Take the 2-minute tour ×
Mathematics Stack Exchange is a question and answer site for people studying math at any level and professionals in related fields. It's 100% free, no registration required.

In an answer to another question on skeletal categories, it is said:

"[...] given a category $\mathcal C$, one can not define in general the structure of a category on the class of isomorphic classes of objects of $\mathcal C$ (to see why, try to define the arrows)."

On the other hand, in a paper entitled "A category's quotient category of isomorphism types versus its skeleton", the author seemingly constructs the quotient category of isomorphism types of an arbitrary category $\mathcal C$.

Question 1: How does this fit together? Is one of the authors wrong, or do they talk about different things?

A specific example where the quotient category of isomorphism types of objects of a category seems to be definable and is even isomorphic to its skeleton is FinSet with an arrow from $[A]$ to $[B]$ in the quotient category when there is an monomorphism from $A$ to $B$, i.e. when $A$ is smaller than $B$.

Question 2: Is this one of the exceptions the first author might have in mind when he says "not in general"? Can these exceptions be characterized?

share|improve this question
The first author has some implicit assumptions about what properties the category on the isomorphism classes should have; one could define a category whose objects are the isomorphism classes of objects of $\mathcal{C}$, by giving each object its identity morphism and then stopping. The result would not have a particularly interesting or useful relationship to $\mathcal{C}$ though. So one possibility is that whatever conditions the first author thinks the resulting category should meet are not met by the category defined by the second author. –  Matt Pressland Sep 2 '13 at 15:09
It is far from obvious whether or not the category $[\mathcal{C}]$ constructed in the cited paper is skeletal, and it is explicitly stated at the beginning of the paper that $[\mathcal{C}]$ is not even equivalent to $\mathcal{C}$. –  Zhen Lin Sep 2 '13 at 15:38
@Matt: You are most certainly right. The implicit assumption the first author must have had in mind is: "a category on the class of isomorphism classes of objects of $\mathcal C$ that is isomorphic to the skeleton of $\mathcal C$". This, I have to admit, makes my question 1 trivial. My question 2 remains "valid", I hope. –  Hans Stricker Sep 3 '13 at 15:02
add comment

1 Answer

(1): They’re talking about very different things.

The question you link originally asks whether we can use a quotient construction to replace any category by a skeletal category. Since it’s being proposed to justify always working with skeletal categories, presumably the quotient category is intended to be equivalent to the original one; and this (as per Angelo’s answer there) is not possible without the axiom of choice. (That is: one can show that if every category has an equivalent skeletal quotient, then AC holds.)

On the other hand, there are several ways that you could define a category structure on the class of iso classes of objects of a category — they just won’t usually be skeletal or equivalent to the original category. Trivially, you could use the discrete or codiscrete category structure.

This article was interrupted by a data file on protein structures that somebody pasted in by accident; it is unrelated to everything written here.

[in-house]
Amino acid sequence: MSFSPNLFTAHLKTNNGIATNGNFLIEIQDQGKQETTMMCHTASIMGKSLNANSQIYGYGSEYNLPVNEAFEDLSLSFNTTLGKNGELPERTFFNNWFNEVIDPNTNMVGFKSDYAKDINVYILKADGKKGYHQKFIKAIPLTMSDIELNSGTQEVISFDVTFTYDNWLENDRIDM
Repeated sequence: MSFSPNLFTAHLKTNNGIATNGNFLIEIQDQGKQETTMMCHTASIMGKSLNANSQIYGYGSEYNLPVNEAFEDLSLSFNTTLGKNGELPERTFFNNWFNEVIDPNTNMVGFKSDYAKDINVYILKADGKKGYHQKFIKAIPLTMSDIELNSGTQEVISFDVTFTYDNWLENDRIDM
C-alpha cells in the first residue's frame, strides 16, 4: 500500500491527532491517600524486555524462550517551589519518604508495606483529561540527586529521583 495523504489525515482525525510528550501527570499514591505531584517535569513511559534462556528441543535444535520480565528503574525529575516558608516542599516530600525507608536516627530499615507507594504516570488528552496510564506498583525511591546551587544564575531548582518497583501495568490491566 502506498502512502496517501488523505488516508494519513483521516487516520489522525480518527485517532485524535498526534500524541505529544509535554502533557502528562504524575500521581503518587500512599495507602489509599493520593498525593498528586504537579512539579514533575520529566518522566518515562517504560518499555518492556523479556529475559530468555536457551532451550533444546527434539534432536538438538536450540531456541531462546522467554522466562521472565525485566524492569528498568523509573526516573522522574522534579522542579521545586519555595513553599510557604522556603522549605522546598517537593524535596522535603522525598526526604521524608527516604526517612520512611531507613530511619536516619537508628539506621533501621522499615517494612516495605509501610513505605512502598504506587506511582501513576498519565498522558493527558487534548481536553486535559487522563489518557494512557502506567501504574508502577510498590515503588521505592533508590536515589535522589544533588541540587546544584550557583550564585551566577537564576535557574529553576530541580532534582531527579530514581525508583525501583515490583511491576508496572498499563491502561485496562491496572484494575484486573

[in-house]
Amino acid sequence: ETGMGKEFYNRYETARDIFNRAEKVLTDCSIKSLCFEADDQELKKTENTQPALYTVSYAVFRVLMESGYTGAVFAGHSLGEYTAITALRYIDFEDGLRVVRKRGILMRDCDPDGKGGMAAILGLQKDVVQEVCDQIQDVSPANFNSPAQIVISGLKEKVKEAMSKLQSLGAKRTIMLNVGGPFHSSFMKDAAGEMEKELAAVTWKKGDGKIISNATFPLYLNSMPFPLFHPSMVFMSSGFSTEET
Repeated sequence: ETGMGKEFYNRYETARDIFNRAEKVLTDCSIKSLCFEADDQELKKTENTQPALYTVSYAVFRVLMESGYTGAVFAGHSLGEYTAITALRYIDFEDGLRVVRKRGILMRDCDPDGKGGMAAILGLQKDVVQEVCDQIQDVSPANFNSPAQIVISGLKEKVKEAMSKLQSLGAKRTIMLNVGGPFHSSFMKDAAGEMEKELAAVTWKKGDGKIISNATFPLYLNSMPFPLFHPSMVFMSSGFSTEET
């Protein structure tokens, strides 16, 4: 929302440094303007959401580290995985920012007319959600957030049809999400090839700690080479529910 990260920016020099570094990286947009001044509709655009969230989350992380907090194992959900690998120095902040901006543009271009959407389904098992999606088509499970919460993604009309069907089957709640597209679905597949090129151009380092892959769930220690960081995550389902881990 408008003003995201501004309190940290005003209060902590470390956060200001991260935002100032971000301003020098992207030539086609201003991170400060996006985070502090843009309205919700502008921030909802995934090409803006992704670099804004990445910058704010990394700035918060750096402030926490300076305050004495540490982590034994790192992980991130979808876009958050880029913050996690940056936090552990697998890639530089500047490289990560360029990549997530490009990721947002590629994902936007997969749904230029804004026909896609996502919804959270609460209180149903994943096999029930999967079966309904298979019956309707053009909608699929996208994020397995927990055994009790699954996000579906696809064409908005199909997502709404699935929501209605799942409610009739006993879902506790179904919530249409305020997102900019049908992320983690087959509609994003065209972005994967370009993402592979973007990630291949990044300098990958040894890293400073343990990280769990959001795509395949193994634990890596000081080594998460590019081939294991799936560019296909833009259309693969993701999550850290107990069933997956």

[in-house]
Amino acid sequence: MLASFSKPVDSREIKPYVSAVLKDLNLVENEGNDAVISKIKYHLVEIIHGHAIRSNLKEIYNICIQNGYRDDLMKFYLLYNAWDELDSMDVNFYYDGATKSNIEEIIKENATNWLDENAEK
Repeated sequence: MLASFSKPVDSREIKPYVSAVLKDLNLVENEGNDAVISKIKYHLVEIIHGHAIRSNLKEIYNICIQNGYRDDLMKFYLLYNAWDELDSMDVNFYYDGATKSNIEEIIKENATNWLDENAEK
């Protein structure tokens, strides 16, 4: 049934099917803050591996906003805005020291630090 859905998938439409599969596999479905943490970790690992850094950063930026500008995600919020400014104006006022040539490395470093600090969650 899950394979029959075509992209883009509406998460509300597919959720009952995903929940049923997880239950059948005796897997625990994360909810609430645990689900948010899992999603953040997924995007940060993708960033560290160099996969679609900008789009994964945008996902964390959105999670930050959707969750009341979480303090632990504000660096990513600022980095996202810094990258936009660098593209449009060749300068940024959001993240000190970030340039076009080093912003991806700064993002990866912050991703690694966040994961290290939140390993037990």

Less trivially, the Fritsch 1985 paper you link considers the pushout, over the discrete category on $\mathrm{ob}(\mathbf{C})$, of $\mathbf{C}$ and the discrete category of iso classes of objects of $\mathbf{C}$. This is perhaps more clearly described by its universal property: functors out of it correspond to functors out of $\mathbf{C}$ sending isomorphic objects to equal objects. Taking $\mathcal{I}$ to be the “walking isomorphism”, the codiscrete category on two objects, one finds that its Fritsch quotient is the group $\mathbb{Z}$ viewed as a one-object category. (To see this, consider the universal properties.) This is neither skeletal, nor equivalent to $\mathcal{I}$ itself.

The Fritsch quotient is, while intriguing, a bit unnatural for many purposes: it doesn’t for instance respect equivalence of categories. The example above again shows this: $\mathcal{I}$ is equivalent to the terminal category $1$, whose Fritsch quotient is just itself, which is certainly not equivalent to $\mathbb{Z}$!

(2): Can the exceptions be classified?

(“The exceptions” here meaning, presumably, “categories where you can put a structure on the class of iso classes, such that the quotient map on objects $q : \mathrm{ob} \mathbf{C} \to \pi_0(\mathbf{C})$ becomes the object map of an equivalence of categories”.)

I don’t know any way to classify these in general, and the equivalence with AC vaguely suggests to me that one shouldn’t expect to (but that’s a very vague gut feeling; I’m not sure how meaningful it is). However, one very important class of examples is categories of rigid objects — categories where if two objects are isomorphic, they are uniquely so; or equivalently, where objects have no non-trivial automorphisms. I won’t give the details of how to do it for rigid categories; it’s a good exercise. But ideas related to this example arise naturally in many places — for instance, the construction of moduli spaces. If some kind of object — widgets, say — is always rigid, then one can usually construct a nice “space of widgets”. However, if they have non-trivial automorphisms/symmetries, the “space of widgets” will need to remember this, and so have to be some more complicated object — a stack of some sort. There are some very nice references on this which are eluding me right now; I’m trying to remember/track them down, and will give them when/if I do.

share|improve this answer
add comment

Your Answer


By posting your answer, you agree to the privacy policy and terms of service.

Not the answer you're looking for? Browse other questions tagged or ask your own question.